Anatomy Basics: The chest muscle

Most artists that draw the figure are familiar with drawing the chest muscles as they fit on the torso. Not everybody is as familiar with how these muscles connect to the arms. This is a critical component to understanding how the shapes of the arms and torso come together as well as how the muscle moves the arms.

Today, we are going to look at how the chest muscle connects to the skeleton and what kind of shapes these muscles make.



The Muscles of the Chest

When we talk about the chest muscles we are usually referring to the pectoralis major as this are the large surface muscle that helps create the shape of the chest.

A muscle usually connects to the skeleton at a point or points of origin. This is the point where the muscle attaches to the skeleton but does not move that part of the skeleton when the muscle contracts.

At the other end, the muscle attaches to a part of the skeleton that will move when the muscle contracts. This point of connection is called the insertion.

The Connections

The pectoralis major's origin is along the front of the sternum and the clavicle.  The muscle is divided into two groups or heads and the division between the two can be found by looking at which bone the muscle starts at.

The origin of one group of muscles starts at the anterior (front) surface of the clavicle.  It is attached to the medial side (towards the center, closest to the pit of the neck) of the clavicle. This group is then called the clavicular head.

The insertion of the clavicular head is at the intertubercular groove on the hummerus (upper arm bone)

The origin of the other group of muscles starts at the anterior (front) surface of the sternum and the upper ribs (on the cartilage near the sternum). This group is then called the sternocostal head.

The insertion of the sternocostal head is also at the intertubercular groove on the hummerus.

The Actions

Each head is responsible for performing unique actions, together, they combine to perform several actions.

The chest muscles cause the arm to horizontally adduct at the shoulder or bring the arm in towards the middle of the body of the arms at the shoulder.  This is the action we might be most familiar with as we perform this when doing a push up or clap.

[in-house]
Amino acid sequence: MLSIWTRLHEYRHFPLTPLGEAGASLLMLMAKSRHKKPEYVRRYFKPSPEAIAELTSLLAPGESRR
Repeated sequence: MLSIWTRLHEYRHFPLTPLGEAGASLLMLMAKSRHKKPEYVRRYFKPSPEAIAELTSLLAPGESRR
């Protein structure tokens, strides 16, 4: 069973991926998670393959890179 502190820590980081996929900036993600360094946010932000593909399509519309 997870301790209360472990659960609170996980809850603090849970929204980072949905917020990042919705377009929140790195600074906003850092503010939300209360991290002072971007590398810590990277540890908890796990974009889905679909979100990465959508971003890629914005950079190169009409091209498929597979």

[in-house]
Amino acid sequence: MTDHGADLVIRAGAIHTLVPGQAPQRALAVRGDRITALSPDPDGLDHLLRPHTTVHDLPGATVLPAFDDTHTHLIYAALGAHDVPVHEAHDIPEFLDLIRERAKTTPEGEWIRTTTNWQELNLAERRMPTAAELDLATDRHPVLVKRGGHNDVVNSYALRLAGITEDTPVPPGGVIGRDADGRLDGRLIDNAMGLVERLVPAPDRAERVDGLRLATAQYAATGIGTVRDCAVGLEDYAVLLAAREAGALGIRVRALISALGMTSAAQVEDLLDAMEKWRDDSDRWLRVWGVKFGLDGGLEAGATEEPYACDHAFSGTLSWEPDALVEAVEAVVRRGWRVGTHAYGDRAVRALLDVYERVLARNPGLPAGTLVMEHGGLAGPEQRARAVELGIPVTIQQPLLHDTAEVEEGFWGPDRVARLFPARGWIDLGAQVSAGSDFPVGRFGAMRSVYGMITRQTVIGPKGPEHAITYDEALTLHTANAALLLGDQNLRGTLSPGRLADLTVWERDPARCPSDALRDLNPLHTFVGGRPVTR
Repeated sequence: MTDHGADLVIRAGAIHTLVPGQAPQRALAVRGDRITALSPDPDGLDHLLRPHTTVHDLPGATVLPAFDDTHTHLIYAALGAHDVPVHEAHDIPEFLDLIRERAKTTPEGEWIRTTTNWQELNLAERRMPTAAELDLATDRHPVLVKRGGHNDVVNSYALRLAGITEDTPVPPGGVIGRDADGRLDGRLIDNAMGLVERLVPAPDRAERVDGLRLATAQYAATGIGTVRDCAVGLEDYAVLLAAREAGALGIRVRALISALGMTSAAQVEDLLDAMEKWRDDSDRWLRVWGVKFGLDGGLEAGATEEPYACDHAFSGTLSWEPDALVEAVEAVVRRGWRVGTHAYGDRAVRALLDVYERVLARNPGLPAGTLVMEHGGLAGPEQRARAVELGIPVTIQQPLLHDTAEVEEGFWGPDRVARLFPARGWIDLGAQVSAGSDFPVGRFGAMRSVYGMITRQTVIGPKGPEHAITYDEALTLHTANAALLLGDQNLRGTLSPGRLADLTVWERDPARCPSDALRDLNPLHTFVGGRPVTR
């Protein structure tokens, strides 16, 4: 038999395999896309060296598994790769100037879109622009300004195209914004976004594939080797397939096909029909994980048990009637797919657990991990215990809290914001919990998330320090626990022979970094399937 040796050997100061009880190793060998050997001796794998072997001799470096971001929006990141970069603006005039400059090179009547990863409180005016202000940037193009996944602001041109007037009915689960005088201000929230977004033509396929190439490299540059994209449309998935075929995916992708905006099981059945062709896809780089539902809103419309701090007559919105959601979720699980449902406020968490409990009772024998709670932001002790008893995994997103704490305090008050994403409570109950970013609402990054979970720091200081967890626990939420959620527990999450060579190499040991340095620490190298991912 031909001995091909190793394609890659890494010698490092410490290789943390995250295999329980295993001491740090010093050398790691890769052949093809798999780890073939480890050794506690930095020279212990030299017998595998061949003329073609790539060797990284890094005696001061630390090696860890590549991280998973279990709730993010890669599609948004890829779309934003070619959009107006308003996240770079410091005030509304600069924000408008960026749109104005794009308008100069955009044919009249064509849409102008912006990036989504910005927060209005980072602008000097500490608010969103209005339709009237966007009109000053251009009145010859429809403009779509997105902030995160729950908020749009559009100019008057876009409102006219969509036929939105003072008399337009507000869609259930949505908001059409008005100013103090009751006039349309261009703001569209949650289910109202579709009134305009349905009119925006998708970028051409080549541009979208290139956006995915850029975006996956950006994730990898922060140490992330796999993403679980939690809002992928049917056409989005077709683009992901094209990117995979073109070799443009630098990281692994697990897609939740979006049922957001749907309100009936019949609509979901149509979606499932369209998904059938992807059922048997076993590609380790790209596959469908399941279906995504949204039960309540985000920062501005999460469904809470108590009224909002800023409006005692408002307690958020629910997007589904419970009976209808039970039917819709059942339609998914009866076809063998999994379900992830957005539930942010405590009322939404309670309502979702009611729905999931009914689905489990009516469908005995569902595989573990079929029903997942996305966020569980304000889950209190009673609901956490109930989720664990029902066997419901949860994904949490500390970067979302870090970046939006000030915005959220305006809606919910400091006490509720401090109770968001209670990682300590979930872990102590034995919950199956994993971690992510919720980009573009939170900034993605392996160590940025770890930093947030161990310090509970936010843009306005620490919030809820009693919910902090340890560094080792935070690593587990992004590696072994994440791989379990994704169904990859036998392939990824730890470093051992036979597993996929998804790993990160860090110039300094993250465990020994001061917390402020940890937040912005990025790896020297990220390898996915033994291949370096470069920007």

Another action the pectoralis performs is flexion of the arm at the shoulder .The pectoralis assists in raising the arm, working along with the deltoids.

Lastly, this muscle also rotates the the arms medially at the shoulder. This allows the arm to turn in towards the body.

The Shape

In general simplified forms, the pectoralis major lays across the torso like a thick bib wrapping around the rib cage and butting up against the shoulder muscles. This will result in a surface change from the chest to the shoulders.

Remember the pectoralis major also connects to the arm.  When the arm is by the side the pectoralis major will often push out and into the arm muscles.

This connection is especially important when the arm is raised. 








Notice that the chest muscle changes shape as the body moves. To the right is an illustration in which the figure is raising his arm. Notice how the right pectoral muscle is stretched and no longer retains the rounded shape of a relaxed pectoral muscle.


In the illustrations that include the skeleton and the muscles you can see how the arm bone pulls on the pectoral muscle, causing the muscle shape to elongate and straighten out slightly. The effect of this is greater the higher the arm is raised.


Hopefully, this gives you a better understanding of the chest muscles and you find it easier to draw the forms of the chest.  This is something that takes practice. If you have the ability, find a life drawing workshop to attend and practice drawing. This is one of the best ways to learn figure drawing.